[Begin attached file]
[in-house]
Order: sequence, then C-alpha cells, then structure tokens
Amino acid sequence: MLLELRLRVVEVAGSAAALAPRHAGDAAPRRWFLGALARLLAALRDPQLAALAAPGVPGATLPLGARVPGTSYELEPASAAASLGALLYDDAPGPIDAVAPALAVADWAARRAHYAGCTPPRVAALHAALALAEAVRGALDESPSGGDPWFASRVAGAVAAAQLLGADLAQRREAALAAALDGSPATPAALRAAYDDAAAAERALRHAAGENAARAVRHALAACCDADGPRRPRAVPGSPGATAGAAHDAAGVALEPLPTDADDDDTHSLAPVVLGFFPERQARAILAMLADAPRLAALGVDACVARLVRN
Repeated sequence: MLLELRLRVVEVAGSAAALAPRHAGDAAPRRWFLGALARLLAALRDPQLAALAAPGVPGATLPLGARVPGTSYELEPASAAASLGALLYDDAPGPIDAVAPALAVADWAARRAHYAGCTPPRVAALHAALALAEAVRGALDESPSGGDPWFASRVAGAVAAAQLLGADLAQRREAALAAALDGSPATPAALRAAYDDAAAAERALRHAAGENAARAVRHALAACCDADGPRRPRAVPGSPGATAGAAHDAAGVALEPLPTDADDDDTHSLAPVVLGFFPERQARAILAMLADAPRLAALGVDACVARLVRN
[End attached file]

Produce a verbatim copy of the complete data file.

[in-house]
Order: sequence, then C-alpha cells, then structure tokens
Amino acid sequence: MLLELRLRVVEVAGSAAALAPRHAGDAAPRRWFLGALARLLAALRDPQLAALAAPGVPGATLPLGARVPGTSYELEPASAAASLGALLYDDAPGPIDAVAPALAVADWAARRAHYAGCTPPRVAALHAALALAEAVRGALDESPSGGDPWFASRVAGAVAAAQLLGADLAQRREAALAAALDGSPATPAALRAAYDDAAAAERALRHAAGENAARAVRHALAACCDADGPRRPRAVPGSPGATAGAAHDAAGVALEPLPTDADDDDTHSLAPVVLGFFPERQARAILAMLADAPRLAALGVDACVARLVRN
Repeated sequence: MLLELRLRVVEVAGSAAALAPRHAGDAAPRRWFLGALARLLAALRDPQLAALAAPGVPGATLPLGARVPGTSYELEPASAAASLGALLYDDAPGPIDAVAPALAVADWAARRAHYAGCTPPRVAALHAALALAEAVRGALDESPSGGDPWFASRVAGAVAAAQLLGADLAQRREAALAAALDGSPATPAALRAAYDDAAAAERALRHAAGENAARAVRHALAACCDADGPRRPRAVPGSPGATAGAAHDAAGVALEPLPTDADDDDTHSLAPVVLGFFPERQARAILAMLADAPRLAALGVDACVARLVRN